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Capitol Bomb Suspect Christopher Lee Cornell Pleads Not Guilty

Christopher Lee Cornell appeared in court Thursday, pleading not guilty to charges he hatched a plot to attack the U.S. Capitol.
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The Ohio man accused of plotting to bomb the U.S. Capitol appeared for the first time in federal court Thursday, where he pleaded not guilty to an array of charges that could put him in prison for life. Wearing a striped jump suit, dark shoulder-length hair and a scraggly bead, Christopher Lee Cornell sat in a Cincinnati courtroom packed with journalists, scanning the room for his family. He didn't say much, answering "yes" or "yeah" or "uh-huh" to the judge's questions about whether he understood the charges. His lawyer entered his not guilty plea. After about five minutes, he was escorted back to jail.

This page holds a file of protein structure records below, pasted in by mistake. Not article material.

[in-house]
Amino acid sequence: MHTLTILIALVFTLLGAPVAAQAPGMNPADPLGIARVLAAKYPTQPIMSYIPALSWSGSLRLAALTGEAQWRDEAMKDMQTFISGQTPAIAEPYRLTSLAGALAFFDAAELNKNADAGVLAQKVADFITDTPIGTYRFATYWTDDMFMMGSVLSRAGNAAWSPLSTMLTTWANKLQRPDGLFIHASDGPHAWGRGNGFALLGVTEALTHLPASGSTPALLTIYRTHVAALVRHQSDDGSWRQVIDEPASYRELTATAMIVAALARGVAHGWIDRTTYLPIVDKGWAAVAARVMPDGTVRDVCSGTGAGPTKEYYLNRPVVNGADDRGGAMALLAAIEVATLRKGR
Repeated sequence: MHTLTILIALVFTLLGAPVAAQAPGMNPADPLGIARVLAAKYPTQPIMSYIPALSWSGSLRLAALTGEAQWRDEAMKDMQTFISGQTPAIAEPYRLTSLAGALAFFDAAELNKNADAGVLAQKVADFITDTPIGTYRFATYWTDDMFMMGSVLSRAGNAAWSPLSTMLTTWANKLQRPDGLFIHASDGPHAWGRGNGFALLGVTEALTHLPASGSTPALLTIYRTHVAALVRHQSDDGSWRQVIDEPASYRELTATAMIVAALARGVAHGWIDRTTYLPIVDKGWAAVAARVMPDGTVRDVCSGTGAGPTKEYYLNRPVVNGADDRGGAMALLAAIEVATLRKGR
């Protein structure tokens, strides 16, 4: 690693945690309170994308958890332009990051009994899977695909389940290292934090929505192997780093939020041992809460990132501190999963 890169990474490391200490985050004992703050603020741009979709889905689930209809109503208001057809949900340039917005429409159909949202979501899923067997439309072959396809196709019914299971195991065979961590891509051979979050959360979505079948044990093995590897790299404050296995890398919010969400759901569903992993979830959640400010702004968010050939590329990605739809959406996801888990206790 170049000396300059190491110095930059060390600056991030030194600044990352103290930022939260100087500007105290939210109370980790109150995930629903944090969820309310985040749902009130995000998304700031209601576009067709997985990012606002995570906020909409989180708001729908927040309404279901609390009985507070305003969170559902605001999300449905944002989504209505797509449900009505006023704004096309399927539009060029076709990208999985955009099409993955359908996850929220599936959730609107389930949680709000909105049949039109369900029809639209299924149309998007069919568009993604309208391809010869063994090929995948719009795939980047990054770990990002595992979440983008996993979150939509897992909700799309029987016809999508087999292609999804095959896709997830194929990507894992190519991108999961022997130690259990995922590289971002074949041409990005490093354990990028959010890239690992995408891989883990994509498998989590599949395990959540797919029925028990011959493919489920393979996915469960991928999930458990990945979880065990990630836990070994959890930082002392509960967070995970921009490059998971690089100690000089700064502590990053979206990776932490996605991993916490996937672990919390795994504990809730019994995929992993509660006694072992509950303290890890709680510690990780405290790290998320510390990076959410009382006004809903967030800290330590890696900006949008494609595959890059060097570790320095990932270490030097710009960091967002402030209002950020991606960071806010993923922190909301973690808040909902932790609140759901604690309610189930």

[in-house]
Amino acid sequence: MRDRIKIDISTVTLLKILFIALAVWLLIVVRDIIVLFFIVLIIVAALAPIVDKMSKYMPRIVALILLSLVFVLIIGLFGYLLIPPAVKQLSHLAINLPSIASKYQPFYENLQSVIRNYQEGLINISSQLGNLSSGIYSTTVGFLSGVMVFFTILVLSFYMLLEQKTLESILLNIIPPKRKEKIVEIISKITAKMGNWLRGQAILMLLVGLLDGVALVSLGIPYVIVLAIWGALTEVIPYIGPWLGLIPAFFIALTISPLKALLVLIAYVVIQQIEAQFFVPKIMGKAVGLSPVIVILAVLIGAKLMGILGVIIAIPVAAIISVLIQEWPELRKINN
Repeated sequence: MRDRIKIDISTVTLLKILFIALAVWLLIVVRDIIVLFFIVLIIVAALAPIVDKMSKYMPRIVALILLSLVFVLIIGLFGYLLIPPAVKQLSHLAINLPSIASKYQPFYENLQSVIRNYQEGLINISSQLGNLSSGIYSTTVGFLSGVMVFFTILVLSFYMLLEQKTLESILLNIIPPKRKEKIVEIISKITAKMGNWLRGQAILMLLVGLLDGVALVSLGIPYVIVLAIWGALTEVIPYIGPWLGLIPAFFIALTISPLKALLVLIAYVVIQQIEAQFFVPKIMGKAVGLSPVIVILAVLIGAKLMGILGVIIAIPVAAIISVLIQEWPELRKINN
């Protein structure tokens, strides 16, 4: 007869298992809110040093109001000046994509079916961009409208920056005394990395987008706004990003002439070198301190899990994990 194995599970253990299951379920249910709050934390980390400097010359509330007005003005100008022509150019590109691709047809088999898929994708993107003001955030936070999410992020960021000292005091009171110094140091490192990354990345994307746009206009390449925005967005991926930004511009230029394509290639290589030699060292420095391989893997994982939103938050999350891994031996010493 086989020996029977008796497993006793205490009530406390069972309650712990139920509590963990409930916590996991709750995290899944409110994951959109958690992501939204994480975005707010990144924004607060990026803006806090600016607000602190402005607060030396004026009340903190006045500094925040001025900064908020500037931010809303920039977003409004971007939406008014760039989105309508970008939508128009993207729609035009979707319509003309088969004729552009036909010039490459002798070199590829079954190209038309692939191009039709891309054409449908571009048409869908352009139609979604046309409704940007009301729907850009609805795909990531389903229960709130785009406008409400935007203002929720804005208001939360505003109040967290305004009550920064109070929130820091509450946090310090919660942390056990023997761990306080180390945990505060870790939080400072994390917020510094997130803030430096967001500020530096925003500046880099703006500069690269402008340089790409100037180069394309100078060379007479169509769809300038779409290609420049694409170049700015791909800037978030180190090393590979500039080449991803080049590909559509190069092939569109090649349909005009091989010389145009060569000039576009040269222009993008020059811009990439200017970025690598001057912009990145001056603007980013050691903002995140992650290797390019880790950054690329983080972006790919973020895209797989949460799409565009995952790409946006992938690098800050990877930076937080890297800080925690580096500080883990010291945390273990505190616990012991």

Cornell was arrested Jan. 14 after a five-month FBI investigation that authorities say uncovered a plot to set up an ISIS cell in the U.S. and detonate homemade pipe bombs and shoot workers at the U.S. Capitol. Cornell, 20, a Muslim convert who goes by the name Raheel Mahrus Ubaydah, was charged with the attempted murder of government officials, solicitation to commit a crime of violence and possession of a firearm in connection with a crime of violence. He was arrested last week in Cincinnati after buying two M-15 semi-automatic rifles and about 600 rounds of ammunition, the FBI says.

His father, John Cornell, has said his son "never showed any signs of violence or anything," and that he must have been coerced by an FBI "snitch."


—Laura Chapnick and Jon Schuppe